EU plans options for backing future Libyan national unity government
European Union leaders, concerned about migrants using Libya as a jumping-off point for the continent and viewed as a rising terror threat, met to discuss how the EU could help the war-torn country. EU Foreign Policy Chief Federica Mogherini said that the leaders were planning all possible ways to support a future unified Libyan government, including security arrangements. She specified that Europe could mount a military and border operation and help build Libya’s police and justice systems. Many leaders within the EU remain hesitant to act until Libya has a unity government and has calmed the fighting between its rival Tobruk-based and Tripoli-based governments. Until that time, the EU leaders remain committed to supporting the UN-led negotiations seeking to form a unity government. [AP, 3/20/2015]

Twenty-five Libyan National Army troops killed in two weeks of fighting in Benghazi
Twenty-five Libyan National Army (LNA) troops have been killed and 170 wounded, in two weeks of fighting with the Benghazi Revolutionary Shoura Council (BRSC). The BRSC and Ansar al-Sharia have sought to reclaim the Benghazi port, a key strategic point, which the LNA took over several weeks ago. The continued fighting counters General Khalifa Haftar’s claim that the LNA liberated Benghazi from Islamist militias. Meanwhile, in its most recent propaganda video, the Islamic State (ISIS or ISIL) said it will make Misrata a new Libyan Mosul and Sirte a “hell like Fallujah,” while accusing the Tripoli-based government ally, Operation Libya Dawn, of betrayal for participating in the UN-led talks. [Libya Herald, 3/19/2015]

Libya’s state oil firm says it operates independent of rival governments
Libya’s National Oil Corporation (NOC) said that it is working independently without taking orders from either the Tobruk-based or Tripoli-based governments. The Tripoli-based NOC explained that all revenue is directly deposited into the Libyan Central Bank. Earlier this week, the Tobruk government said it wants to route oil exports through an eastern NOC entity under its leadership rather than via Tripoli, which has traditionally handled oil exports. Both governments have fought for control of Libya’s oil sector with the Tobruk-government appointing a new head to the NOC, while the Tripoli-government kept the previous NOC leader, but appointed its own oil minister. [Reuters, 3/19/2015]

Tunisian gunmen trained in Libya; ISIS claims responsibility
A Tunisian security official said that the two extremist gunmen who killed twenty-one people at a museum in Tunis trained in neighboring Libya before carrying out the deadly attack. The attackers slipped out of Tunisia in December and received weapons training in Libya before returning home. Tunisian police have arrested five people described as directly tied to the two gunmen, as well as four others in central Tunisia said to be supporters of their cell. The Islamic State (ISIS or ISIL) has claimed responsibility for the attack, although the gunmen’s link to the group cannot be verified. [AP, Reuters, 3/20/2015]


United States investigates alleged Syrian regime gas attack
Secretary of State John Kerry said that the United States is looking into allegations that the Syrian regime unleashed chlorine gas in an attack in the northwest of the country earlier this week. “While we cannot yet confirm details, if true, this would be only the latest tragic example of the Assad regime’s atrocities against the Syrian people…What is clear is that the Assad regime continues to flout international standards and norms, including, if these latest allegations are verified, the Chemical Weapons Convention,” Kerry said in a statement. He continued with the warning that the international community would not “turn a blind eye to such barbarism.” Kerry’s statements referred to an alleged regime gas attack in the village of Sarmin, in Idlib province, where six people, including three young children, were killed on Tuesday. [AFP, Reuters, 3/19/2015]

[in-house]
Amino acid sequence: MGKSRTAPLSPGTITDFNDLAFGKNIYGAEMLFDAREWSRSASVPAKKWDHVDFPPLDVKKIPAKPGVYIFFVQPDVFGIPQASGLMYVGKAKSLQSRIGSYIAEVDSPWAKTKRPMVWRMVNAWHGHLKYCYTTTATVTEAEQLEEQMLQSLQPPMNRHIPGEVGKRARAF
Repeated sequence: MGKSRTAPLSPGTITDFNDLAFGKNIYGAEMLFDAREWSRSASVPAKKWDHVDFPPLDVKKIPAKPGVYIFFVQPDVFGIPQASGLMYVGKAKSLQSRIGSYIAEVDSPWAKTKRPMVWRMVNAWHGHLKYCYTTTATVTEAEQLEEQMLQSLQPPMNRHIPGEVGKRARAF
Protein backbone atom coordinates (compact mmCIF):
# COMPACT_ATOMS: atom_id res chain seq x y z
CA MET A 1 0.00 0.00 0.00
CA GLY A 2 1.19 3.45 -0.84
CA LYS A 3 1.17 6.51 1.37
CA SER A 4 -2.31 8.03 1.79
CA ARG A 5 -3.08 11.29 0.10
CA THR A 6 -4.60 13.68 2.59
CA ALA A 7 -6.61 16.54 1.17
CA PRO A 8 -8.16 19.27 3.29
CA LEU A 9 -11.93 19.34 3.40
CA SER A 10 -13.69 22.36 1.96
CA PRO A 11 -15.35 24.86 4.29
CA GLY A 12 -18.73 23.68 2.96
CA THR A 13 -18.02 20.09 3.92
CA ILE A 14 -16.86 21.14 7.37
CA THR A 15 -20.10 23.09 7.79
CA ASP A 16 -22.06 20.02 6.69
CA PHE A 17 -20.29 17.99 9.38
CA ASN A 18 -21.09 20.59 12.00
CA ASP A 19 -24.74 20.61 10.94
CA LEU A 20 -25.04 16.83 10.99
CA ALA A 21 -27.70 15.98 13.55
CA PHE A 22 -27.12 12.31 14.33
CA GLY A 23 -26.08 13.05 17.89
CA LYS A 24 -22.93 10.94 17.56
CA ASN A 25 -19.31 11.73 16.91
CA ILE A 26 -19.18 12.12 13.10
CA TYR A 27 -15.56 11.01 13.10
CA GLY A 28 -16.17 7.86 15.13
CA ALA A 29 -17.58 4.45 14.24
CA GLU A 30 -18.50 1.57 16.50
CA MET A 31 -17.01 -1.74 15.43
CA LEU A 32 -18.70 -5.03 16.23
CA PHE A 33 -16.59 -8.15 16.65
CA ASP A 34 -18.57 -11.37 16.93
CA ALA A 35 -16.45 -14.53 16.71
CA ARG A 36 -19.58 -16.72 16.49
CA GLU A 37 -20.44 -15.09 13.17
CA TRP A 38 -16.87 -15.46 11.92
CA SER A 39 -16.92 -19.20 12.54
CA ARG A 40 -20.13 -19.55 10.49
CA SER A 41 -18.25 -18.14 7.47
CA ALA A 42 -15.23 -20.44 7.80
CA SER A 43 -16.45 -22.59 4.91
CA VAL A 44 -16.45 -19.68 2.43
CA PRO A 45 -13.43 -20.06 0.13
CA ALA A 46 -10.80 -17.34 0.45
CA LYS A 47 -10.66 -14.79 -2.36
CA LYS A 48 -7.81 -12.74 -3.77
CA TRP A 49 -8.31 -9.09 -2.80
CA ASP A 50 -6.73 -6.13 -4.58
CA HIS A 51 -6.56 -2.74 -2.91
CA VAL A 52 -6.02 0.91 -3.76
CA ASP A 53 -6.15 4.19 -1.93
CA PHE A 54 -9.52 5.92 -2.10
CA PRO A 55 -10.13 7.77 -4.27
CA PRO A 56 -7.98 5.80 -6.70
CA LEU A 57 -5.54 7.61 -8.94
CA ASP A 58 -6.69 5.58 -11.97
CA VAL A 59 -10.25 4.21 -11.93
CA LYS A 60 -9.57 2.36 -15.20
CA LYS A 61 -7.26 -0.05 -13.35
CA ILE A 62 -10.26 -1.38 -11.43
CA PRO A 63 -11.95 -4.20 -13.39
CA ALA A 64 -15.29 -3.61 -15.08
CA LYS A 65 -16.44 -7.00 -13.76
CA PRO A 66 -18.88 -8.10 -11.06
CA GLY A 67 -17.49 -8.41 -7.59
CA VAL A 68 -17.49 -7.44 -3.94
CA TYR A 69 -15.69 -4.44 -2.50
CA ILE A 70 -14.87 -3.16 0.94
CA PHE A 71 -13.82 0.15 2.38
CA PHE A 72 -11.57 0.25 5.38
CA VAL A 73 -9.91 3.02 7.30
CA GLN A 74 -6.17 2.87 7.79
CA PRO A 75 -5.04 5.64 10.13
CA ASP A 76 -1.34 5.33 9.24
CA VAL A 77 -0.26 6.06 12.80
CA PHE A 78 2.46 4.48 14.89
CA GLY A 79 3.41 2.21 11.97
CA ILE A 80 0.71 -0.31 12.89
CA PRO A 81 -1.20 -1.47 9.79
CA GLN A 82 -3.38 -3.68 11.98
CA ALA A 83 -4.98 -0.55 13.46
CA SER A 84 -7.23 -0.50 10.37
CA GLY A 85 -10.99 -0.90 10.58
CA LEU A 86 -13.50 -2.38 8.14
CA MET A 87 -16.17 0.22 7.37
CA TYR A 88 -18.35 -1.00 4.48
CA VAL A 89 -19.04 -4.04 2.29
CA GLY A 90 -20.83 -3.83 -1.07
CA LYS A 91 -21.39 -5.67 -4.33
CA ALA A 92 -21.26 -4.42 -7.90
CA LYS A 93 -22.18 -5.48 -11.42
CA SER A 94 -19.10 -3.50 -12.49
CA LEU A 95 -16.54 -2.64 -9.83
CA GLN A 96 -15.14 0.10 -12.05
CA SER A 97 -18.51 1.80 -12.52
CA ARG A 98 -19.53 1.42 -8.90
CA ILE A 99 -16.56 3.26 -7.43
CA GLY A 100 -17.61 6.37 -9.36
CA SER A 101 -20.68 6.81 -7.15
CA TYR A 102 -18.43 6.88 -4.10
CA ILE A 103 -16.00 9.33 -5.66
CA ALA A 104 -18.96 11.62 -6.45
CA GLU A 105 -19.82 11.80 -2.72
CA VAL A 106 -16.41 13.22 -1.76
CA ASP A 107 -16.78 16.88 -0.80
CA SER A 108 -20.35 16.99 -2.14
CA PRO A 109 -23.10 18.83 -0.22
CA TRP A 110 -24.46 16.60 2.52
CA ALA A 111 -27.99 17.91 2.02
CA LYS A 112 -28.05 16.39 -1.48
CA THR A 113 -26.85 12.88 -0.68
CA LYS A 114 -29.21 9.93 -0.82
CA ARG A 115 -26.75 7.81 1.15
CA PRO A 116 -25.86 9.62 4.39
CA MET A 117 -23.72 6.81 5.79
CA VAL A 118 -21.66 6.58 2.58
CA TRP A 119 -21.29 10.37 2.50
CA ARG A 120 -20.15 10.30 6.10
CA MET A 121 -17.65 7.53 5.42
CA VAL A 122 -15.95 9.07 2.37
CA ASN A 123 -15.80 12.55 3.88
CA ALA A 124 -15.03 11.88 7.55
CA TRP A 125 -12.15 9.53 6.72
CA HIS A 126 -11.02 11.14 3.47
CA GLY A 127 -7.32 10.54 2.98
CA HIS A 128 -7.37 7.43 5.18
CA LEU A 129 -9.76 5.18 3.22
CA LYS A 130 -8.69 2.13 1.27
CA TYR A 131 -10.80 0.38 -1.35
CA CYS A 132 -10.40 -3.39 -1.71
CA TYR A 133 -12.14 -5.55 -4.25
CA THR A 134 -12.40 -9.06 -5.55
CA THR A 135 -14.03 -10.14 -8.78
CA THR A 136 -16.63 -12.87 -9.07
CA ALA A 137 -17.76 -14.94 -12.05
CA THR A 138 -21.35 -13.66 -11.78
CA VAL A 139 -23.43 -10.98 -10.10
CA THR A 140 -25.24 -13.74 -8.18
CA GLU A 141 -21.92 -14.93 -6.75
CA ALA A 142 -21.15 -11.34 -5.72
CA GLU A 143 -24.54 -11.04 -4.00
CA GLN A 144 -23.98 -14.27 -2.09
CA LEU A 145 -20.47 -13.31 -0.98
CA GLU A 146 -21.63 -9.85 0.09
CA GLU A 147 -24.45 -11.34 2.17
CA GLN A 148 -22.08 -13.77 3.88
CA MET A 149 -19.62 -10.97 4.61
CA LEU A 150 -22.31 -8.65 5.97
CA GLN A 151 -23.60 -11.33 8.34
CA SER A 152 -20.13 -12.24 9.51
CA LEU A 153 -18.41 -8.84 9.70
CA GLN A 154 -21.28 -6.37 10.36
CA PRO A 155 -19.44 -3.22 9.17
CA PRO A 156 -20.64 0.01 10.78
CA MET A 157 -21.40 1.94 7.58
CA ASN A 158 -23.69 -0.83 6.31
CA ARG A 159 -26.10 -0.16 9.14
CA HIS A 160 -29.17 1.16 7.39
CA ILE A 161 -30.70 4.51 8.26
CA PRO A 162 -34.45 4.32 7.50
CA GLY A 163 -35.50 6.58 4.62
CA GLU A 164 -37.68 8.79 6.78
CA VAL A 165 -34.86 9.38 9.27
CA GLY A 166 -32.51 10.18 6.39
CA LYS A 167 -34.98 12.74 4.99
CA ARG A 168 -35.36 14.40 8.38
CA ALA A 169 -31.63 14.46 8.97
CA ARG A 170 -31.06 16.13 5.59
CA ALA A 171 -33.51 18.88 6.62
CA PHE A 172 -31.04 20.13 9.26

Syria’s Assad fires two top spy chiefs
Syrian President Bashar al-Assad has fired two top intelligence chiefs after a fight between the two officials. “General Rustom Ghazaleh, head of political intelligence, and General Rafik Shehadeh, head of military intelligence, were fired at the beginning of the week by Assad after a violent dispute between the two men” over Ghazaleh’s involvement in the southern front of the conflict in Syria, a Syrian security source said. Ghazaleh has been replaced by his former deputy, Nazih Hassoun, and Shehadeh was replaced by Mohamed Mahalla. Ghazaleh is considered a strongman of Assad, since Assad became president in 2000. He was frequently named as a suspect in the planning of the 2005 assassination of former Lebanese Prime Minister Rafik Hariri, though the international tribunal prosecuting the murder has not indicted him. [AFP, 3/20/2015]

Iraqi Shia militias destroyed entire Sunni villages
A Human Right’s Watch report states Iraqi militias, volunteer fighters and members of the Iraqi security forces engaged in the deliberate destruction of civilian property in the town of Amerli after forcing out Islamic State (ISIS or ISIL) fighters. The report presented eyewitness testimony as well as satellite imagery and video footage which it said showed that militias had deliberately “looted property of Sunni civilians who had fled fighting, burned their homes and businesses, and destroyed at least two entire villages” between early September and mid-November. In related news, Grand Ayatollah Ali al-Sistani, Iraq’s top Shia cleric, called Friday for greater professionalism and planning by government forces and allied militias in fighting ISIS insurgents.[Asharq Al-Awsat, 3/20/2015]